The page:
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Iraqi death toll doesn't add up
Sanctions imposed 12 years ago blamed for a million fatalities
Matt Welch
National Post
The Associated Press
Madeleine Albright, then U.S. ambassador to the United Nations, speaks to reporters about Iraq in 1996. An Albright comment about UN sanctions against that country helped spread inflated mortality numbers.

LOS ANGELES - The headline in this Sunday's Albany Times Union was a sobering slap in the face to those armchair strategists breezily debating a new invasion of Iraq:

"Sanctions killing Iraq civilians, UN says 1 million -- half children under 5 -- have died for want of food and safe water."

The article was from the Gannett News Service, a wire that feeds a chain of 94 newspapers across the United States.

Coming as it did during a week in which plans concerning Iraq dominated political discussion, the news could not have been more timely. Too bad it was wrong.

Because Saddam Hussein's government blocks any real independent inquiry, no one really knows how many civilians have died as a direct result of United Nations sanctions, which were originally imposed 12 years ago this past Tuesday in response to Iraq's invasion of Kuwait.

But it is possible to declare, with some precision, that the UN has never said sanctions have killed 500,000 Iraqi children under the age of five.

This may surprise readers of just about every newspaper in North America, who are long accustomed to letters to the editor and left-of-centre columnists claiming, in the words of the Hartford Courant's Susan Campbell on June 30, "According to UNICEF, a half-million children and toddlers have died since 1990 as a direct result of the sanctions."

That 500,000 number -- and its corollary, the 5,000 Iraqi children who are said to be dying from sanctions each month -- have proven to be remarkably resilient since first appearing on the scene in 1995. As Washington prepares for a war based on Baghdad's flouting of this very same sanctions regime (which was high on Osama Bin Laden's list of grievances aired after the Sept. 11 massacre), it's worth trying to figure out who is closer to the truth: critics, such as former UN Humanitarian Co-ordinator Denis Haliday, who characterize the policy as "genocide"; or supporters, such as The New Republic magazine, who argue that claims of the sanctions' terrible effects are false.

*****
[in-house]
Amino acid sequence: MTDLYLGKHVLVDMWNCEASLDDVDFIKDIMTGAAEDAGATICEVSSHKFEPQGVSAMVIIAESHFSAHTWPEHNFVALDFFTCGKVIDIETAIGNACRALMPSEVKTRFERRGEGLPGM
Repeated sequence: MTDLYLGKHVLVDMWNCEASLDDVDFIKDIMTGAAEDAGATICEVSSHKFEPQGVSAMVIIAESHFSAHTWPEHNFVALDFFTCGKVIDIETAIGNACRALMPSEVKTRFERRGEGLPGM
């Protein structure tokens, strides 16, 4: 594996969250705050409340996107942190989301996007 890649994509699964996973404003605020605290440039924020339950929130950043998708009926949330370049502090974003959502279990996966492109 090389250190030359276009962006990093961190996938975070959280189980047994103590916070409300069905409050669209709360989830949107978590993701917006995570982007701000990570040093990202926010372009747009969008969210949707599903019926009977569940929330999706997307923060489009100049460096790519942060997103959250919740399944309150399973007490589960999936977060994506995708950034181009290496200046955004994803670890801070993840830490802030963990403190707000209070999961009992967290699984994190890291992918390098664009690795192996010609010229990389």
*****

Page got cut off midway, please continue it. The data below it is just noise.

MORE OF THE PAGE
When people calculate child mortality among the under-fives in Iraq, the measuring unit is the gruesome euphemism of "excess deaths" -- the number of children who died "in excess" of what could be expected in "normal" times.

This immediately begs two questions that are seldom asked: What is "normal," and how can you assign specific responsibility for the excess deaths? (A list of candidates for the latter would include: sanctions, drought, hospital policy, breast-feeding education, destruction from the Iran-Iraq and Persian Gulf wars, Saddam's misgovernance, depressed oil prices, farm policy, overdependence on oil exports, differences in conditions between the autonomous north and the Saddam-controlled south, and so on.)

Saddam has not wasted any time on such interpretative nuance: Every death, "excess" or otherwise, is the embargo's fault. According to the Iraqi government, in the 10-year period from 1991-2001, UN policy has killed 670,000 children under five, and 1.6 million Iraqis overall (5,550 and 13,300 per month, respectively). Curiously, those numbers have grown over time (the alleged under-five death toll this June was 7,337), despite the introduction of the oil-for-food program, which has brought approximately US$20-billion of food and supplies into the country since 1997.

If the dictatorial Iraqi government itself can only come up with 670,000 under-five deaths in 10 years, how on earth did elite North American reporters get to a "half-million" as early as 1996? Through a comedy of error-filled science, activism and journalism.